Uncategorized

Availability of investment is key to meeting growth of energy demand

Cambridge, Mass., September 13, 2010 — As the world puts the economic downturn behind, it will face a major challenge of meeting substantial growth in world demand, said Daniel Yergin, chairman of IHS CERA, in the opening address to the World Energy Congress in Montreal.

Yergin cited the new IHS CERA Energy Scenarios, which show world demand increasing by 32 to 40 percent over the next 20 years. “This demand growth will require investment measured in many trillions of dollars,” he said, “and it will pose a dramatic challenge to all the energy industries.”

The IHS CERA Energy Scenarios are a comprehensive research effort that provides a framework for recognizing and understanding the forces shaping the energy future by examining several possible “futures” ranging from renewed global economic growth and rapid transition to new energy technologies to continued economic turbulence and subpar international cooperation.

Yergin, author of the Pulitzer Prize-winning book The Prize, was addressing the 5,000 delegates to the World Energy Congress, a preeminent gathering of government and corporate leaders that is held once every three years.

“We saw the impact in 2007 and 2008 of a ‘demand shock’ in terms of $147 oil and the economic consequences that went with that,” Yergin said. “Timely deployment of investment is necessary in the years ahead to avoid future demand shocks that can cause crises and disruptions and damage the global economy.

“The scenarios do show continuing decline in energy intensity with the introduction of new, more efficient technologies,” he said. “And there has never been such a great emphasis on energy efficiency around the world as is the case today. That is true whether you’re talking about the United States, or China, or Europe.”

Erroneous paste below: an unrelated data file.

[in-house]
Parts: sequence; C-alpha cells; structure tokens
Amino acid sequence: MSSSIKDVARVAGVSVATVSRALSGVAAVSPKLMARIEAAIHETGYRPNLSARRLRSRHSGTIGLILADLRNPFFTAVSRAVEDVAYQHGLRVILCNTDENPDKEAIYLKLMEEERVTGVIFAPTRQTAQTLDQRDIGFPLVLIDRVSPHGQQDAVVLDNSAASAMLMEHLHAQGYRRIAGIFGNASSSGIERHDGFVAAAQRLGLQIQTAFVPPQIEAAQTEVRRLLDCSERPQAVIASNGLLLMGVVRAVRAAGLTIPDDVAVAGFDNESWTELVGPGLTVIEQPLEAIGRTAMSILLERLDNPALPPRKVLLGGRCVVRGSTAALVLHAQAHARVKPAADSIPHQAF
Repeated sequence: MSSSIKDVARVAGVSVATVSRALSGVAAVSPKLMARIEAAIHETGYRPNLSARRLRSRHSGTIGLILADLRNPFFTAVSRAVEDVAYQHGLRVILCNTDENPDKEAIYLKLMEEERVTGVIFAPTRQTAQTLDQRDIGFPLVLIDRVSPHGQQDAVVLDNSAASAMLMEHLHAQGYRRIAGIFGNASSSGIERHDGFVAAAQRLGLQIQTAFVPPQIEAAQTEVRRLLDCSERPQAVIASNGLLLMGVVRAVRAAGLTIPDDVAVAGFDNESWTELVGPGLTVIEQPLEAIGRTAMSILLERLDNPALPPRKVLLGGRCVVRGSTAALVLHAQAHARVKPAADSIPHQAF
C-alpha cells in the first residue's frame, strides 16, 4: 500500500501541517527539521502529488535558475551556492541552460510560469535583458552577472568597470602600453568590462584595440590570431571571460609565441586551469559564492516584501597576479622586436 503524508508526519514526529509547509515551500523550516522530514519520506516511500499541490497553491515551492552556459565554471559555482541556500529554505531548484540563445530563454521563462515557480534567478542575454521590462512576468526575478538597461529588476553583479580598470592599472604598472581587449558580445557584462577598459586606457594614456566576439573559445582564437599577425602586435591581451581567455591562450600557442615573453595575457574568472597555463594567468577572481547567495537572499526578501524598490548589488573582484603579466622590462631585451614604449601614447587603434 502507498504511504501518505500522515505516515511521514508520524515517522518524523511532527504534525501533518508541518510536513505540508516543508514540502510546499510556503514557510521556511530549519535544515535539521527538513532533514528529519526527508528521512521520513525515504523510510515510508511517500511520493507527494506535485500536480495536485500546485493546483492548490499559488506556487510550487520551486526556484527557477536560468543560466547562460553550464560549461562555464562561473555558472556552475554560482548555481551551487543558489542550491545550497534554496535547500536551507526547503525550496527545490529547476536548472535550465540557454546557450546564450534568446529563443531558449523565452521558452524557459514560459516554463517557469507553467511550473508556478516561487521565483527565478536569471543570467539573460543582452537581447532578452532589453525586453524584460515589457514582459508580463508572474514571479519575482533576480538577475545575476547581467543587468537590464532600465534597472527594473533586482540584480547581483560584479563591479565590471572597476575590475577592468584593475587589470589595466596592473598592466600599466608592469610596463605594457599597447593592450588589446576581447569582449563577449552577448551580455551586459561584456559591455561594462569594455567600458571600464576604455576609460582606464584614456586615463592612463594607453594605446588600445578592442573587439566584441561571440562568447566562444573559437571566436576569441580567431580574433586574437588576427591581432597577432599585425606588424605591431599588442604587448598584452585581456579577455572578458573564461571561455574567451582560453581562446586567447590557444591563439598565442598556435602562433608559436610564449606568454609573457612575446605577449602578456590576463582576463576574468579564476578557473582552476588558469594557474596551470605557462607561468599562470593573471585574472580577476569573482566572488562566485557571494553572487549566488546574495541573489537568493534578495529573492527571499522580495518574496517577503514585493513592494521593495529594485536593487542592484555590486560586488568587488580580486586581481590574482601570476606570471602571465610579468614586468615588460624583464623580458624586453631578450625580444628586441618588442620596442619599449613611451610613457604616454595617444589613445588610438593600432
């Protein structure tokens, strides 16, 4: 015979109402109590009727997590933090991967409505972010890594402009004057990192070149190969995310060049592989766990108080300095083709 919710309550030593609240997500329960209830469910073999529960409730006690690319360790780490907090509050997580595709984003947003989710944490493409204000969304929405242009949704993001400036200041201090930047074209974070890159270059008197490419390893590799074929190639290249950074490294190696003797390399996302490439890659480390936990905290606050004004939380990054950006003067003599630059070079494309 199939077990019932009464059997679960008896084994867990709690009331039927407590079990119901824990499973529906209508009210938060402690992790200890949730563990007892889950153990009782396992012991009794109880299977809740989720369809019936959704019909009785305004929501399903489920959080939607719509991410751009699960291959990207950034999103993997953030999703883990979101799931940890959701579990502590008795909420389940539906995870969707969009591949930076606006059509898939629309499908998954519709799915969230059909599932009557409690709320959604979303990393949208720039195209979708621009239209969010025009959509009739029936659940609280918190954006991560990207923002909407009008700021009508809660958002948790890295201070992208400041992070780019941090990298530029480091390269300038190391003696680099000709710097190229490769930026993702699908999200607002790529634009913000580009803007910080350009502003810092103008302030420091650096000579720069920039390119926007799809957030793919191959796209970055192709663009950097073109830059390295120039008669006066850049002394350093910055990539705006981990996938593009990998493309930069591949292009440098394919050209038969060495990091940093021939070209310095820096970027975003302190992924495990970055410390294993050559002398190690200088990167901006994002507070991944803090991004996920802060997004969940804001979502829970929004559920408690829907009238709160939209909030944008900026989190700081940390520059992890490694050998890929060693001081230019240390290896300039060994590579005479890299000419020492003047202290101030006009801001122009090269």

Yergin continued: “Indeed, we are seeing what we call ‘peak demand,’ at least in terms of oil, in North America and Europe. Oil demand will not increase in those regions and is more likely to decrease.

“But it’s a very different picture in emerging markets. Rising incomes and large populations in those countries will be the growth engine for world energy demand in the years ahead. It is very sobering to realize that much of the infrastructure that will be needed in 2030 to meet the energy needs of a growing world economy is still to be built,” he said.

World oil supplies will continue to grow, but oil’s share of the overall energy mix will decline. “Canadian oil sands,” Yergin added, “will make an important and growing contribution to U.S. energy security and the stability of the global petroleum market.

“Demand may pose many puzzles,” he said, “but one thing is clear. The growth in electricity will outpace the overall growth in energy as societies depend more and more upon electricity. This raises the question of future fuel choice for generating additional electricity supplies.”

Yergin noted that one of the most significant changes of the last few years is the emergence of inexpensive, abundant shale gas.

“The development of shale gas has been the single most significant energy innovation so far this century,” he said. “The availability of that gas will provide greater flexibility in meeting the fuel needs of the electric power industry.”